Forget Prozac, Psychobiotics Are the Future of Psychiatry

For millennia, the human race has sought to combat psychological disorders through the intervention of natural – and eventually synthetic – chemicals. Originally, the sources for these psychoactive substances were the various fruits and flowers, including the Areca tree (betel nut), the poppy (opium), and the coca plant (cocaine). But in the 20th Century, new actives were being created in the lab thanks in part to the discovery of lysergic acid, better known as LSD, in 1938.

By the middle of the 1950s, the psychiatric community was fascinated by the idea that mental health could be restored through the direct use of drugs or in combination with traditional psychotherapy. The idea took off in the 1960s as research continued to elucidate the biology of psychiatry. It essentially created a new avenue for psychiatric treatment: psychopharmacology. This inevitably led to the synthesis of a new compound, 3-(p-trifluoromethylphenoxy)-N-methyl-3-phenylpropylamine, which eventually became known as fluoxetine, and then, as we have all come to know it, Prozac. By the late 1980s, it was known by another name: the wonder drug.

Today, pharmacologic compounds for psychiatric treatment are numerous and up to 20% of all Americans are taking some type of psychotropic medication totalling some $34 billion dollars annually. While there have been calls for a reduction in use of these chemicals, primarily due to the fact that many are ineffective, there is a constant pressure from the public to have all their problems solved by a pill.

There is a different – and less costly – course to deal with stress and other psychological problems although until recently, there has been little to no attention paid to this option. The treatment does not involve an individual chemical but rather a plethora of them which act to reduce inflammation, calm stress and bring about a more pleasant mood. With a new article out this week from the Alimentary Pharmabiotic Centre in Cork, Ireland, there is even hope that severe and chronic mental health problems such as post-traumatic stress disorder (PTSD) may one day be a thing of the past.

They are called quite simply, Psychobiotics.

According to the authors, Timothy G. Dinan – whose name sounds as catchy as that of another psychiatric pioneer, Timothy F. Leary – Catherine Stanton and John F. Cryan, a psychobiotic is “a live organism that, when ingested in adequate amounts, produces a health benefit in patients suffering from psychiatric illness.” These live organisms are comprised not only of probiotics but also other bacteria known to produce psychotropic signals such as serotonin and dopamine.

While this concept may raise some eyebrows, this postulate has credence. There have been several examples in humans where the introduction of a probiotic has led to improvement of mood, anxiety and even chronic fatigue syndrome. But there appears to be a disconnect between the idea of ingesting a bacterium that stays in the gut and psychiatric behavior, which is controlled by the brain.

The answer lies in the fact that many psychiatric illnesses are immunological in nature through chronic low level inflammation. There is a plethora of evidence showing the link between gut microbiota and inflammation and studies on probiotic strains have revealed their ability to modulate inflammation and bring back a healthy immunological function. In this regard, by controlling inflammation through probiotic administration, there should be an effect of improved psychiatric disposition.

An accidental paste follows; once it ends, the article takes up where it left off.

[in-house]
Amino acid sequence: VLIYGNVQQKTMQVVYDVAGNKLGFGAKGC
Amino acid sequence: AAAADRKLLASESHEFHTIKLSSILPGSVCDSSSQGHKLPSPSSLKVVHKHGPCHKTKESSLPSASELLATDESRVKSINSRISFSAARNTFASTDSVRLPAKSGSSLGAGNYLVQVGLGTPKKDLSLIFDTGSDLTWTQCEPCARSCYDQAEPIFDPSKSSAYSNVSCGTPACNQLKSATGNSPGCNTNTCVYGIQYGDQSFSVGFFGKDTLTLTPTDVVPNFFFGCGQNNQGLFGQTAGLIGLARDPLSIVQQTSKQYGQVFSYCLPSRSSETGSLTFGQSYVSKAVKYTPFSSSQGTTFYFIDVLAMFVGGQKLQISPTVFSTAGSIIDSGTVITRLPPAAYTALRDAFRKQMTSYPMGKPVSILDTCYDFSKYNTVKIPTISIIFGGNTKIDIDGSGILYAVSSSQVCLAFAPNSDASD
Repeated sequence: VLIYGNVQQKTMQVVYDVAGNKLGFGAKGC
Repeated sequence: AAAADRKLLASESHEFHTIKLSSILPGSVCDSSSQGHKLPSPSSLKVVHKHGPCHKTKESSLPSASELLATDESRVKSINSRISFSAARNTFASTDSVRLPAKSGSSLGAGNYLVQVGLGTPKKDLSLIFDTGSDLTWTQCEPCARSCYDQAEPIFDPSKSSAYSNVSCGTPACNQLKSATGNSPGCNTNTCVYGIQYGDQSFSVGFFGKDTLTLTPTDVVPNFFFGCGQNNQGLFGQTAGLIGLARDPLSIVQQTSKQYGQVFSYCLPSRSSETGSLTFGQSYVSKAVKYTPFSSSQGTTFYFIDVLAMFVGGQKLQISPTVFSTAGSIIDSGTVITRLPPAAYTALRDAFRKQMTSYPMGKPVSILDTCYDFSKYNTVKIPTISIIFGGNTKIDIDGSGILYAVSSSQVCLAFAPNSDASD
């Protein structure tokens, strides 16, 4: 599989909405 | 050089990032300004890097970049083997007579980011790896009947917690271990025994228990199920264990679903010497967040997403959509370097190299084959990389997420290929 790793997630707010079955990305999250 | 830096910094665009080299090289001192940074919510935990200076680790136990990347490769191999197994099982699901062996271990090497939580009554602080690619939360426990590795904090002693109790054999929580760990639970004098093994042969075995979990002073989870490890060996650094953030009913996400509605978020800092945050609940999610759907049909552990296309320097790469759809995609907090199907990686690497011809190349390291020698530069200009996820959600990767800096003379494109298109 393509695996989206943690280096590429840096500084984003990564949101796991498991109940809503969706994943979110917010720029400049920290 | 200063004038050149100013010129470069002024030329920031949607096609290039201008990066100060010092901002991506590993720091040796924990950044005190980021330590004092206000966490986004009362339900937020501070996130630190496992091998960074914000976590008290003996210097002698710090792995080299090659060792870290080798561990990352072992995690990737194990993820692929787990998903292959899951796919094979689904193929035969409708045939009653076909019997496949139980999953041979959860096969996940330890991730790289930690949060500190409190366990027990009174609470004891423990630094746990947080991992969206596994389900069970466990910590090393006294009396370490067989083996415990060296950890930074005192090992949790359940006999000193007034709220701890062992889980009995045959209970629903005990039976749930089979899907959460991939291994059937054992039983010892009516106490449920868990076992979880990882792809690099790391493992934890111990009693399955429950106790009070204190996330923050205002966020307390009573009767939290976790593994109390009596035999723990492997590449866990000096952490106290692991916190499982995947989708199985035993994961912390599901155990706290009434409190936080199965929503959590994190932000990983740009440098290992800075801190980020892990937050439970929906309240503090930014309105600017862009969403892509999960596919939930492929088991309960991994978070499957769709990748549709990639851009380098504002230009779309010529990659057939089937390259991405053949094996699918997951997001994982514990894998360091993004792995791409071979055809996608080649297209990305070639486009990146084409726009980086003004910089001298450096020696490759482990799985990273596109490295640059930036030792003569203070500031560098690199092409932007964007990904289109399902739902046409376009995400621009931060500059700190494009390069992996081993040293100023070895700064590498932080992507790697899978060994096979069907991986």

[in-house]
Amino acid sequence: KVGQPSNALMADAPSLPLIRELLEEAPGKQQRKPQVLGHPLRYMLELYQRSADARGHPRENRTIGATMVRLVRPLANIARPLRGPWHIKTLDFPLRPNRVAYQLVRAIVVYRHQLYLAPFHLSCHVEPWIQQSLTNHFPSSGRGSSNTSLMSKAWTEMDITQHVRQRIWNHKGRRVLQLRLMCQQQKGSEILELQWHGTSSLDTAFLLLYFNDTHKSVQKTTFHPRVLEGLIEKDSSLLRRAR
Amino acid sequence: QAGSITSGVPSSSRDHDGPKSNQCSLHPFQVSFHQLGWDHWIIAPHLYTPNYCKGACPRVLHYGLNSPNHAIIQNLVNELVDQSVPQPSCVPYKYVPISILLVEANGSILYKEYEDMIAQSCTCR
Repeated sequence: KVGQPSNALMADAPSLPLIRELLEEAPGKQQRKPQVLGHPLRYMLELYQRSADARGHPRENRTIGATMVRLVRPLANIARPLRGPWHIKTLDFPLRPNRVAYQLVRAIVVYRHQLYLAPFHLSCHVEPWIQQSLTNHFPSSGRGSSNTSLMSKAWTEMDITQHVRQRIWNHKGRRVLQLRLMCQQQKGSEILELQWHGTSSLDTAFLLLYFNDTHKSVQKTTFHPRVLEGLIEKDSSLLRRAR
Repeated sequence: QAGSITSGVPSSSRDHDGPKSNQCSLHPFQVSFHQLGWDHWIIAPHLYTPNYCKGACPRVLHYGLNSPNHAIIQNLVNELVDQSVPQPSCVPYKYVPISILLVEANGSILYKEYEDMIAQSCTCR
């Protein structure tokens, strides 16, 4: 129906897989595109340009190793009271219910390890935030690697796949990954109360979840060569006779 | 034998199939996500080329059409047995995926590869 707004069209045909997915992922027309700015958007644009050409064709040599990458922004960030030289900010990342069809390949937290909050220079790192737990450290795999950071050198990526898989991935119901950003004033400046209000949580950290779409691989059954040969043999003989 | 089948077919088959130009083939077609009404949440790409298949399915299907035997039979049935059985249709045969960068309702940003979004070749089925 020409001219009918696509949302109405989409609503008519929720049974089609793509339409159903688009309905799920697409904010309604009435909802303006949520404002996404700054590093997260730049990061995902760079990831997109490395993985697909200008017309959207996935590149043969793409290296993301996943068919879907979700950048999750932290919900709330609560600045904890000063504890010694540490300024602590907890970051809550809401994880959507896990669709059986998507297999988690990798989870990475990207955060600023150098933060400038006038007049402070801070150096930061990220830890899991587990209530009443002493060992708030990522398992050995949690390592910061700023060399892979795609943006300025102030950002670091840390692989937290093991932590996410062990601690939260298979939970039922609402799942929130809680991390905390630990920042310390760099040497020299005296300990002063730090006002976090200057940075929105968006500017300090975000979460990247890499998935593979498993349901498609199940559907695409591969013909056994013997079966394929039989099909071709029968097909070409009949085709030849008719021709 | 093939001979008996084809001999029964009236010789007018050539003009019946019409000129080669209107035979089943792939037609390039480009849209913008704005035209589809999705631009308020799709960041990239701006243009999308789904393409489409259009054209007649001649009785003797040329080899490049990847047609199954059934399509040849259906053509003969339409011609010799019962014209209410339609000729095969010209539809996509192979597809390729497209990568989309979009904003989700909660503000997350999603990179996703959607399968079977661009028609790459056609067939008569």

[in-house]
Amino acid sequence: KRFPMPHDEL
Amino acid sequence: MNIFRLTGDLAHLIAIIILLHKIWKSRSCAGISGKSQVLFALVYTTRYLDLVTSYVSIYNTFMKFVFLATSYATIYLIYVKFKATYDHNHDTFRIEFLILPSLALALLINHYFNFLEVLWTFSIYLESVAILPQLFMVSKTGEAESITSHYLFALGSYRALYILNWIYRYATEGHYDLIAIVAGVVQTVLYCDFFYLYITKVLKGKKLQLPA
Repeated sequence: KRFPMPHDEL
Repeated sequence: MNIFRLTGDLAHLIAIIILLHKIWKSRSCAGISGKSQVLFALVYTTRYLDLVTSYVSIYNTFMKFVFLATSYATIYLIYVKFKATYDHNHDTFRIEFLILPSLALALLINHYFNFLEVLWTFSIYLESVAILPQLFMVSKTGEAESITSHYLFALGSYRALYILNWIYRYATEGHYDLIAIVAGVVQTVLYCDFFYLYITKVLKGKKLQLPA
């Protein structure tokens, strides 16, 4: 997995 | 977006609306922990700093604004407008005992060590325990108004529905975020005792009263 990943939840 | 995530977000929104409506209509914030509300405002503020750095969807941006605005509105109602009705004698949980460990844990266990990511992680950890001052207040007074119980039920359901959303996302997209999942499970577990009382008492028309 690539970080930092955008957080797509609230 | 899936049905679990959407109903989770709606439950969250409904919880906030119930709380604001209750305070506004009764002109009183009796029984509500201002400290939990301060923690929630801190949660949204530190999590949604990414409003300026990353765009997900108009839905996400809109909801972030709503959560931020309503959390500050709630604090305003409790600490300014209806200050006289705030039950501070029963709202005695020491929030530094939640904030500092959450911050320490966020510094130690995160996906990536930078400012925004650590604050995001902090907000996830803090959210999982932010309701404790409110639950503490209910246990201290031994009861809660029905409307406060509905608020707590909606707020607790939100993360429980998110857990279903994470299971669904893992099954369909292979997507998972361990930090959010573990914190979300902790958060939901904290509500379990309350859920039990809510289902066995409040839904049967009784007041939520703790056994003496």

The authors bring up another reason why psychobiotics are so unique in comparison to most probiotics. These strains have another incredible ability to modulate the function of the adrenal cortex, which is responsible for controlling anxiety and stress response. Probiotic strains, such as Lactobacillus helveticus and Bifdobacterium longum have shown to reduce levels of stress hormones and maintain a calmer, peaceful state. There may be a host of other probiotic bacteria with the same ability although testing has been scant at best.

Finally, the last point in support of psychobiotics is the fact that certain strains of bacteria actually produce the chemicals necessary for a happy self. But as these chemicals cannot find their way into the brain, another route has been found to explain why they work so well. They stimulate cells in the gut that have the ability to signal the vagus nerve that good chemicals are in the body. The vagus nerve then submits this information to the brain, which then acts as if the chemicals were there. If these probiotics were used in combination with those that stimulate the production of opioid and cannabinoid receptors, such as Lactobacillus acidophilus, the result would be more than just a calming effect; there would be a natural high.

There is little doubt that there needs to be more research into the role of psychobiotics in mental health. Even the authors suggest that clinical studies need to be performed along with more fundamental research. However, unlike drugs such as Prozac and LSD, which are highly regulated, probiotics are readily available on store shelves. This in effect could allow everyone to join in a citizen science movement similar to that of the Erowid culture, which focuses on the effect of natural psychoactives. All that would be needed is a hub and a name, say PSYCHOgerms, in order to identify the psychological wonders – and admittedly, duds – of the probiotic world. Should this happen, it may help one day to move past the era of pharmapscyhology and head straight into the more natural world or psychobiotics.